More Legal Trouble for Volkswagen, Former CEO

While three and a half years have passed since the Volkswagen diesel scandal broke, its reverberations are still being felt. For the automaker turned green soothsayer, this usually comes with financial hardship attached, plus the requisite regurgitation of a past VW would like to see forgotten.

The latest salvo launched at VW over its emissions-rigged cars comes from the U.S. Securities and Exchange Commission, which is suing the company — as well as its former CEO, Martin Winterkorn — for the “massive fraud” it says VW perpetrated on investors.

The civil complaint, filed Thursday, argues that VW and its leadership should have informed investors that the company was about to take a massive hit. While the exact story of “who knew what and when” isn’t quite settled, it’s clear the automaker knew a reckoning was in the works. Just how big of one is up for debate.

Ultimately, the fines, penalties, and recalls cost VW more than $30 billion and sparked its transformation into an automaker that, just this week, promised 22 million electric vehicles on the road within a decade.

But the SEC isn’t concerned with VW’s EV ambitions or its new persona. It wants penance for the $13 billion in bonds and asset-backed securities the company issued in the U.S. from April 2014 to May 2015.

Volkswagen “reaped hundreds of millions of dollars in benefit by issuing the securities at more attractive rates for the company,” the SEC suit said, as reported by Reuters. The regulator claims VW “repeatedly lied to and misled United States investors, consumers, and regulators as part of an illegal scheme to sell its purportedly ‘clean diesel’ cars and billions of dollars of corporate bonds and other securities in the United States.”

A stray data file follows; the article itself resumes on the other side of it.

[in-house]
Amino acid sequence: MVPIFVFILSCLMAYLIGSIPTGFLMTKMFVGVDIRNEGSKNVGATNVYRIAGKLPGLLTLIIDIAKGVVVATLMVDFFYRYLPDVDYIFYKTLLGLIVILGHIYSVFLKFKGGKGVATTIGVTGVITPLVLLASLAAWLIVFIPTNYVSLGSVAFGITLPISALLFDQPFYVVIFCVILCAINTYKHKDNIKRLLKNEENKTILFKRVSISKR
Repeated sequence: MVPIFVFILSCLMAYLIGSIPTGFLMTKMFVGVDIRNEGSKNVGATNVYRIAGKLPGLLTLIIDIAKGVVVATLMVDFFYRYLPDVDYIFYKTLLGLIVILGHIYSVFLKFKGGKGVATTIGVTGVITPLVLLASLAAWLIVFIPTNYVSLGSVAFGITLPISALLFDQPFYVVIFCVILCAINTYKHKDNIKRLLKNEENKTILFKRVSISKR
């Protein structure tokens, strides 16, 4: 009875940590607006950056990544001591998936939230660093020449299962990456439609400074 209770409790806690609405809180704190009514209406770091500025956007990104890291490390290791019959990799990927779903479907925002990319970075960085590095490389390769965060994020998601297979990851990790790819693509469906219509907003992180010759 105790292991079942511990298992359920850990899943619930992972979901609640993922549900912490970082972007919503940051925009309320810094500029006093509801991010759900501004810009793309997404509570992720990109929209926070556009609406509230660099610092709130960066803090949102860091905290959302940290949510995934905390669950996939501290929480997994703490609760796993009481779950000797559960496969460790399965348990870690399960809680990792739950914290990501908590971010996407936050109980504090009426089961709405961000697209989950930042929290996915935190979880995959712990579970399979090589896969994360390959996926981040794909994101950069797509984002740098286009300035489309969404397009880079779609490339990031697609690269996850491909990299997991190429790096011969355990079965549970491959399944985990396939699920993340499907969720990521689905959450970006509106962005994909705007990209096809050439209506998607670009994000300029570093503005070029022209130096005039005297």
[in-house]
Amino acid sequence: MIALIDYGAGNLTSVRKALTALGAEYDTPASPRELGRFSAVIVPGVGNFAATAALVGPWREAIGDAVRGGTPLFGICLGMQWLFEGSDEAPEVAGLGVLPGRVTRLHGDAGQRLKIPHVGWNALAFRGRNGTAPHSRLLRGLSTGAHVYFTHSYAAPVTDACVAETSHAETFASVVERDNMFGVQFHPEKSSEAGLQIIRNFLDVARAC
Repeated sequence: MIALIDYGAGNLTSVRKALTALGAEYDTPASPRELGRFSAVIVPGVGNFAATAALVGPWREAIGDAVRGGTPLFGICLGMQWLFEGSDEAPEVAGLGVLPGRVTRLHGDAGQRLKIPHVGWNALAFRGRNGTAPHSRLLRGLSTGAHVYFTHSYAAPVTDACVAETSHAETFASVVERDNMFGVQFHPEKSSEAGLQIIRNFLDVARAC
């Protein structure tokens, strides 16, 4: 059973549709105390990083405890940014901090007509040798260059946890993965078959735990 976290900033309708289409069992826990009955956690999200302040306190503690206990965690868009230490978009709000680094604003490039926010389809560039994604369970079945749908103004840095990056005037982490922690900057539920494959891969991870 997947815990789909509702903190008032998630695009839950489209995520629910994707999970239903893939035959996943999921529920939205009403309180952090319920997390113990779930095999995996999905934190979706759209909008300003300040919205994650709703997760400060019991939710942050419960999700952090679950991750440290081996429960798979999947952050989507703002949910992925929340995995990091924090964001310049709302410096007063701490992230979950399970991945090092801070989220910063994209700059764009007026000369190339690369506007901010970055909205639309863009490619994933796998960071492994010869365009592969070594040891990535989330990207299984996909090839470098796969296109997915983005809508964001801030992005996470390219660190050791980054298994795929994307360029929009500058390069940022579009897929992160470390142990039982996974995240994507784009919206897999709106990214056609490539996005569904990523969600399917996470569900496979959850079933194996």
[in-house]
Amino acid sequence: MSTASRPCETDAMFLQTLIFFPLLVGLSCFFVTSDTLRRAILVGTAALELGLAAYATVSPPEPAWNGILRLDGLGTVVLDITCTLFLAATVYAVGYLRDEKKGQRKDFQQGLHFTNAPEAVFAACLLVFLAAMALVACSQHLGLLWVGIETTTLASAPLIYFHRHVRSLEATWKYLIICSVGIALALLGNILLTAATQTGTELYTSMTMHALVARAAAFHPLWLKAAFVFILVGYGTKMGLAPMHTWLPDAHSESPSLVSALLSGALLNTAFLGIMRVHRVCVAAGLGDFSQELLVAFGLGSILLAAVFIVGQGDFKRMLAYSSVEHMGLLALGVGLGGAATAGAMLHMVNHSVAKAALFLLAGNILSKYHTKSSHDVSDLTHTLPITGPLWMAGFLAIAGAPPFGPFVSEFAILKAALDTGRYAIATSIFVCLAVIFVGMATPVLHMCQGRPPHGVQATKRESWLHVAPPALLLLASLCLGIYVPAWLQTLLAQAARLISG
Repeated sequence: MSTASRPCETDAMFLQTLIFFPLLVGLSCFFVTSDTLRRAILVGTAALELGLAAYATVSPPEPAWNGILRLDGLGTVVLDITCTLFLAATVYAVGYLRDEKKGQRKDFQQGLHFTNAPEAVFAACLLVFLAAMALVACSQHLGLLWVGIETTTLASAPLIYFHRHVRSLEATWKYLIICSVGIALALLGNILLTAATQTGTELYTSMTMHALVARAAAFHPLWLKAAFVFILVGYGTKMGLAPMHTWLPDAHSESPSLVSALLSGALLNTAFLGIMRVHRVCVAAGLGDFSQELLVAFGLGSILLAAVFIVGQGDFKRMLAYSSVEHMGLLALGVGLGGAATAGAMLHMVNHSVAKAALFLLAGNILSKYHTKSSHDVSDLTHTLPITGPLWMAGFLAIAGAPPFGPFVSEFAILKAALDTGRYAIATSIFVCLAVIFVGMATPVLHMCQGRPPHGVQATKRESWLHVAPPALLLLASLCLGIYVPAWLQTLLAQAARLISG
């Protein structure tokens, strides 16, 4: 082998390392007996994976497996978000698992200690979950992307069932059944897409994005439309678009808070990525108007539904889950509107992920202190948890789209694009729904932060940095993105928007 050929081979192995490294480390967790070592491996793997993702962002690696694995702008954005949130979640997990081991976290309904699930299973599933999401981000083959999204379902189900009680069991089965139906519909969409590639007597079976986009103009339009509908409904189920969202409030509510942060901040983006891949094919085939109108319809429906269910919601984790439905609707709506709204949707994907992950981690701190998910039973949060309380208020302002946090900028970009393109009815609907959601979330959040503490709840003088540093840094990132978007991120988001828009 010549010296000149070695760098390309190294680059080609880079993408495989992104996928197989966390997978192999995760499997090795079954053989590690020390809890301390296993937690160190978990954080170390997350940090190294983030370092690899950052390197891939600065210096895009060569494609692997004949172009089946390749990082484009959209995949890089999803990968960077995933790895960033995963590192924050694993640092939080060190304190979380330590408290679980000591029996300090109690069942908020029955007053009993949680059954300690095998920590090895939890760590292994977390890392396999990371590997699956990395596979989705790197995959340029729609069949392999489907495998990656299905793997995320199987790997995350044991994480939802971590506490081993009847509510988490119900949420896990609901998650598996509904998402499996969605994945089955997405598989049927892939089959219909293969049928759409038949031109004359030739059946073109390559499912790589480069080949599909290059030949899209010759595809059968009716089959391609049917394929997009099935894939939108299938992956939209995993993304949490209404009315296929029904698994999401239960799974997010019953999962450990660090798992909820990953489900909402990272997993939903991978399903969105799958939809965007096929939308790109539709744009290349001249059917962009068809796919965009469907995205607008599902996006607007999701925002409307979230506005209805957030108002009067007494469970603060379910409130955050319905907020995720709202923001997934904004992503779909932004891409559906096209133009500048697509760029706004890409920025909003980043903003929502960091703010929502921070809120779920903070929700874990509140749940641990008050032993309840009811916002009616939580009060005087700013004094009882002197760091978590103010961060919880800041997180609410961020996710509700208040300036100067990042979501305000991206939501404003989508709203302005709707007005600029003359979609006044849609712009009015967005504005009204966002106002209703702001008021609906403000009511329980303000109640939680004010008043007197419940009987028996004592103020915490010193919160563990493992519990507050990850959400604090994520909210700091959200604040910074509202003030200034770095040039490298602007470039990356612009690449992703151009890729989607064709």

The SEC singles out Winterkorn, too. The former CEO, who hit the road days after the scandal broke in September 2015, was indicted by U.S. prosecutors last year for his alleged role in violating the Clean Air Act with a fleet of polluting vehicles outfitted with “defeat devices” in order to fool Environmental Protection Agency testers.

The suit seeks to collect the German national’s “ill-gotten gains” while also imposing penalties and preventing him from ever serving as an officer or director of a U.S. company.

Of course, Volkswagen’s having none of this. It fired back at the SEC, saying the regulator’s suit was based on “legally and factually flawed” information.

“The SEC has brought an unprecedented complaint over securities sold only to sophisticated investors who were not harmed and received all payments of interest and principal in full and on time,” the automaker stated, adding that the people issuing the bonds had no way of knowing the company’s vehicles were rolling bundles of illegality.

In addition to an expensive recall and buyback program, VW was forced to cough up $4.3 billion in fines in the United States.

a version of this article first appeared on TTAC